It’s as close to a sure thing as anything this side of the Russians interfering.
There are no secrets left in the Los Angeles Dodgers’ clubhouse. They are, to paraphrase the late Dennis Green, who we think they are.
In their case, they are destined for greatness.
At 63-29 approaching the trade deadline, the boys in blue are unequivocally the best team in baseball. Of course, the best team in baseball in July has traditionally meant about as much at the window in late October as having been the best in your high school at something. That’s all changed over the last decade where predictive analytics are manifest on the field. Though Wild Cards can still capture titles, no team more than six games back from a Wild Card berth later than May 30 has scrapped its way into the playoffs since the Detroit Tigers in 2006.
In other words, it’s no longer 1951. Match ups aren’t taking place on an endless pitch known as the Polo Grounds and nobody sprints to the head of the pack from 13.5 back in August to claim the pennant. The fates of franchises are decided, factoring groin pulls and missed starts because of blisters or a blistering night out the evening prior, much sooner than long-suffering wagerers coax themselves into believing.
By the end of last June, the eventual world champion Cubs claimed the best record in baseball at 51–27 as well as the best run differential at plus 169 and even then a conservative buyer could find them at 6-1. The Dodgers this season have eclipsed those Cubs of Destiny in both categories as baseball’s first team to 60 wins by the 4th of July and possessing a run differential (198) approaching 200 just after the break. That’s astonishing.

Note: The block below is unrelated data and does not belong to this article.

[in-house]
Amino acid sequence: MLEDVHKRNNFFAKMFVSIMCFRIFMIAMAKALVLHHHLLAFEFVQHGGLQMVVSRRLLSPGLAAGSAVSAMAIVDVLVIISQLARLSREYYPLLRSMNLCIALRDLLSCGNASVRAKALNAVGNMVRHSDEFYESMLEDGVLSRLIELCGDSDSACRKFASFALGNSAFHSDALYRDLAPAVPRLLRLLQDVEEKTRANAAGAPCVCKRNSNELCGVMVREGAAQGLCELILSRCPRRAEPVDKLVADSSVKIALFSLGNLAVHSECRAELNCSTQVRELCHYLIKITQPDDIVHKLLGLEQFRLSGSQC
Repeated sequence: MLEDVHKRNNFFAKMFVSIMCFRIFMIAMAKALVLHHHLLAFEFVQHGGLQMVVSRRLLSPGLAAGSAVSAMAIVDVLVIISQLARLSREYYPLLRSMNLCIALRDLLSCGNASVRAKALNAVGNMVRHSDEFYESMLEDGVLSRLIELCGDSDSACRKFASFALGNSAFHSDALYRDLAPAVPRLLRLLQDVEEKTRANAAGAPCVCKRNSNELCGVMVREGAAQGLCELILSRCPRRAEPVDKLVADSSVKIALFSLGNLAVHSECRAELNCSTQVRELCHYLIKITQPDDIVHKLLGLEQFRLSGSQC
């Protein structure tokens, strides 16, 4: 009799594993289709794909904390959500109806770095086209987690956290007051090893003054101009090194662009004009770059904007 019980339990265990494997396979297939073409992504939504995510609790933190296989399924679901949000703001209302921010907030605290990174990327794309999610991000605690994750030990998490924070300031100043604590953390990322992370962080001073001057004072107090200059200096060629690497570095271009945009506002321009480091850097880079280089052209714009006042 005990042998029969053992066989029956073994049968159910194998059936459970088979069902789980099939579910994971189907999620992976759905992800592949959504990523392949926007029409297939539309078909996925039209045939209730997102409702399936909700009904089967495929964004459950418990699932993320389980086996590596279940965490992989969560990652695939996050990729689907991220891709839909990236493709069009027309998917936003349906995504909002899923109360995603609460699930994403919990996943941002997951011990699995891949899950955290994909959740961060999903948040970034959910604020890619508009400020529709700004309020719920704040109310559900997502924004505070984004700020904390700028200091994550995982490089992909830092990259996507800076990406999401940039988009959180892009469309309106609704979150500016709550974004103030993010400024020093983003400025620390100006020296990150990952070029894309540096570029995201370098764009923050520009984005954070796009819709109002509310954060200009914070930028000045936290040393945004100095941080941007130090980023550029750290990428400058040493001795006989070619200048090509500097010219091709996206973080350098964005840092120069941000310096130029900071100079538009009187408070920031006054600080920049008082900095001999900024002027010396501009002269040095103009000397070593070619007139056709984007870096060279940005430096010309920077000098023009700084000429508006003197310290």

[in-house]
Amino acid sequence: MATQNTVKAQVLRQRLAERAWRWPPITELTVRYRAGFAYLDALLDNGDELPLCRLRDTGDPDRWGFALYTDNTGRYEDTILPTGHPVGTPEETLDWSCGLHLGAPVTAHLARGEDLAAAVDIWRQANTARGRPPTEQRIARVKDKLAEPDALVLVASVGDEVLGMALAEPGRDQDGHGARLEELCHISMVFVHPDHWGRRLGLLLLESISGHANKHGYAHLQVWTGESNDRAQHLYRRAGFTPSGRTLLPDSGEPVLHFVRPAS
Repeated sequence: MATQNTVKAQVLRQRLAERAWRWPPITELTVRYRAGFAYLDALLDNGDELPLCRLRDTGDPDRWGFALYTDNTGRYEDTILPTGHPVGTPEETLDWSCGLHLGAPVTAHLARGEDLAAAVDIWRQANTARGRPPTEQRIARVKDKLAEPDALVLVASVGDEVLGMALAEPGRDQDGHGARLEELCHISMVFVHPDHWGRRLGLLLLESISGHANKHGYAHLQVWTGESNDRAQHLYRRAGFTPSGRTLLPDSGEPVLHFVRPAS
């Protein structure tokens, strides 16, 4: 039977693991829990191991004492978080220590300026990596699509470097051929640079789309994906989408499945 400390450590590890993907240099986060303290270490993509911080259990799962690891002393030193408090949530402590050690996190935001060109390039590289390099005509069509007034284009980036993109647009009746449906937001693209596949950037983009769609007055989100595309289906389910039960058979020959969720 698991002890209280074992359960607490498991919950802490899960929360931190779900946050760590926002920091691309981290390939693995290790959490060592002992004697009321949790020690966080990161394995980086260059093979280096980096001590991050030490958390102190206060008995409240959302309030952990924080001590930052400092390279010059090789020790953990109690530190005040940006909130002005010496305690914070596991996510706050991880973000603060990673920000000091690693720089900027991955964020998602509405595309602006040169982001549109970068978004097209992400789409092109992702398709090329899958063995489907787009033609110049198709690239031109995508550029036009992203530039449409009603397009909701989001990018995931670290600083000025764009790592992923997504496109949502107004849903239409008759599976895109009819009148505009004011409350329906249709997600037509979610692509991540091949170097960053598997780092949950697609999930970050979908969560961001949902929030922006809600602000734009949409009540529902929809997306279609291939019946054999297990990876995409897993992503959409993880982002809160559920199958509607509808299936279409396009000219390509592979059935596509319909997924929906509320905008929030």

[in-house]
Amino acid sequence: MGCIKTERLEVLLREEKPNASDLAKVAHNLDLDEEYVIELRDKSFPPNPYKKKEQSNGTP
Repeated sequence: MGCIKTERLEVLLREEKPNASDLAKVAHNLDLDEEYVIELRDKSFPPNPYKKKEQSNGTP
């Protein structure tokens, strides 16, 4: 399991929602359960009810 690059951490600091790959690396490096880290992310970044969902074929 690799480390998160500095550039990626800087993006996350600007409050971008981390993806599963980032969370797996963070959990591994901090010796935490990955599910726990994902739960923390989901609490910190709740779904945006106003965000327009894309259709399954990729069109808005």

Cubs fans recall a glorious Bill Murray-infused romp through the playoffs and though Cleveland had a chance to clinch in five, present-day Chicago—counter to the club’s century-plus narrative of lovableness through loserdom—seemed ill-suited for the role of underdog and came back to win the World Series in pro forma fashion.
I would argue that the San Francisco, who was looking to extend their win streak in playoff elimination games to 11 during the NLDS, had the best shot of dethroning Chicago early on in the playoffs. But routinely infallible Giants manager Bruce Bochy put an end to all that after quizzically pulling starter Matt Moore at the end of game four in favor of a shattered bullpen—which turned a 5-2 lead into a 6-5 loss in the for the Cubs—the biggest comeback in postseason-clinching history.
The Cubs marked themselves that moment as a team fated to take what Theo Epstein’s band of bean counters surmised was rightfully theirs all along—and start what many fans came to believe would be a multi-year romp en route to dynastic glory.
But there are calculators in every front office throughout baseball, and, like the tone and temperament of the country the game has always represented, MLB is now a mercurial, unpredictable and ever-changing beast where paths to success are foraged from last season’s basement. Players mature faster, pitchers flame out quicker, veteran help is more disposable and chemistry is only a thing once everything else has fallen into place.